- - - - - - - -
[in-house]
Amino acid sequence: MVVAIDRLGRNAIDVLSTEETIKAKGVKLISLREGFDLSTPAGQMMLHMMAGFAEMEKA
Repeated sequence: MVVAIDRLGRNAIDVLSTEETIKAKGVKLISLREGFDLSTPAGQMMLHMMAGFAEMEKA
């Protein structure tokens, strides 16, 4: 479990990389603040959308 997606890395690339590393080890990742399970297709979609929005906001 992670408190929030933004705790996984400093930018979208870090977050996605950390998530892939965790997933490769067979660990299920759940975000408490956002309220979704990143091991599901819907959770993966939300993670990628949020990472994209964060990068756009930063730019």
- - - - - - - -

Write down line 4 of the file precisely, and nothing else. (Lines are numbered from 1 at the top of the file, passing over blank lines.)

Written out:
């Protein structure tokens, strides 16, 4: 479990990389603040959308 997606890395690339590393080890990742399970297709979609929005906001 992670408190929030933004705790996984400093930018979208870090977050996605950390998530892939965790997933490769067979660990299920759940975000408490956002309220979704990143091991599901819907959770993966939300993670990628949020990472994209964060990068756009930063730019």